Furniture and lighting products or systems for private, public, commercial or industrial use. Examples include: home or public seating, office systems, lighting, workstations, etc.
Studio Gorm was founded in 2007 by John Arndt and Wonhee Jeong Arndt.
As professors in the Product Design department at the University of Oregon, they apply their insightful academic research on culture, history and technology to refocus modern design through the prism of time, exploring the transformation of objects and ideas as they evolve to fit the demands and expectations of modern life.
As designers of functional objects, they draw from their background in sculpture and craft to create works that balance function and aesthetics. Their methods are deeply rooted in the act of physical making where an object’s true form evolves out of an experimental constructive approach to design.
Chris Liljenberg Halstrøm was born 1977 and lives and works in Copenhagen, Denmark. Halstrøm mainly works with furniture and smaller objects for the home always taking a starting point in everyday situations. She finds it interesting to work with familiarity and neutrality as topics in order to create new expressions and purposes for objects. This applies whether working with companies such as Skagerak, Frama and +Halle or with objects for exhibitions. In 2017 she received the Three Year Work grant from The Danish Arts forundation / Statens Kunstfond.
She established her own studio in 2007 after graduating from The Royal Danish Academy in Copenhagen with prior studies in Stockholm, Sweden and Berlin, Germany.
In addition to running her own studio, Halstrøm is part of the duo INCLUDED MIDDLE with textile designer Margrethe Odgaard. Together, they design furniture and objects from the two simple questions; what if colour and pattern are seen as something suggesting form and what if form is seen as something suggesting pattern.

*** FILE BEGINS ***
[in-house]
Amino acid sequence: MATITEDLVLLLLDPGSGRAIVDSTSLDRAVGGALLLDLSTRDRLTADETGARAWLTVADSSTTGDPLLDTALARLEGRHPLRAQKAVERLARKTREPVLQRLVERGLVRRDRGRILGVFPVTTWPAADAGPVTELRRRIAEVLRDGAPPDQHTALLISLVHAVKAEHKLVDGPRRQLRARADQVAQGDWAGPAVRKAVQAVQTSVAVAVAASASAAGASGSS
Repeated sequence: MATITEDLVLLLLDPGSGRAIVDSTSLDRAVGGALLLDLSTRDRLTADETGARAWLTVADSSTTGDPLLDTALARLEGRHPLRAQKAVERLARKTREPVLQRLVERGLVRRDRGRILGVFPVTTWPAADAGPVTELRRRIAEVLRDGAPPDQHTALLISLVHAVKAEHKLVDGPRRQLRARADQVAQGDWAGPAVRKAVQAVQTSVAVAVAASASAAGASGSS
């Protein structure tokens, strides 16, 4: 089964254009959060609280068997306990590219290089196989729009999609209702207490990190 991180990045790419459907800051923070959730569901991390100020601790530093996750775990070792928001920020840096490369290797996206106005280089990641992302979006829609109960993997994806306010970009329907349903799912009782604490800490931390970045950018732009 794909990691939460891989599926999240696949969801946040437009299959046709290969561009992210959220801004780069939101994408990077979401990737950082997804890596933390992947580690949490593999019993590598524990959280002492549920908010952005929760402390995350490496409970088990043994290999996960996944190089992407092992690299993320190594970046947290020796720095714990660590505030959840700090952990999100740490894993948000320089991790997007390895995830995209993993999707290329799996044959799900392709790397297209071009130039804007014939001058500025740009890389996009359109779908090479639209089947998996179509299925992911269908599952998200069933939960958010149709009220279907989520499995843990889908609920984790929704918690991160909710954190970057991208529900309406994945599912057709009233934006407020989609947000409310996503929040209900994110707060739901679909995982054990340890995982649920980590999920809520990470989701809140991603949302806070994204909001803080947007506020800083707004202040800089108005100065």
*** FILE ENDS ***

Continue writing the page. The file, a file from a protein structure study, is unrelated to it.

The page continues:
Christopher Specce is a designer and teacher working in Providence, Rhode Island. His practice spans from commercially oriented product design to creating experimental, one a kind of objects. In addition to serving as associate professor in the Department of Furniture Design at Rhode Island School of Design, his professional experiences include projects across the furniture and consumer product industries. Prior to joining the full-time faculty at RISD, he was lead designer at the consultancy Observatory, where he contributed to projects for clients including Herman Miller and P&G.
With a belief that designed objects make an important contribution to culture, he explores the various ways that designers can embed objects with meaning. His studio practice features extensive use of digital design and fabrication tools alongside hands-on work with materials to create works that are at once mundane, delightful, modest, and forthright.
Jamie Wolfond is a Canadian designer based in Toronto and New York. Jamie's work explores the ways in which manufacturing can influence the design process. Often centered around one material or production method, the objects Jamie designs expose new applications for pre-existing manufacturing techniques.
In 2014, Jamie Wolfond founded Good Thing, the New York and Toronto based manufacturer of furniture, lighting and everyday objects.
Thom Fougere Studio was founded in the fall of 2015 in Winnipeg, Canada. The studio works within various fields of art and design, but with a focus on furniture and products for the home. All projects are characterized by careful research into materiality, history, aesthetics, and functionality. The studio offers full creative direction, furniture and interior design services.
Thom Fougere (1987) studied architecture at the University of Manitoba before working in furniture and product design. In 2011, after his studies in Architecture, he was appointed Creative Director of Canadian furniture design house EQ3 at the age of 24. There he initiated a rebranding of the company including a transformation of the product line, graphic design, photography, interiors and the architectural design of stores. Thom Fougere continues to investigate how we live and interact with objects in our homes, creating pieces that are both subtle and archetypal in form. His works have been shown internationally at the design fairs in Milan, Stockholm, New York, and Toronto.
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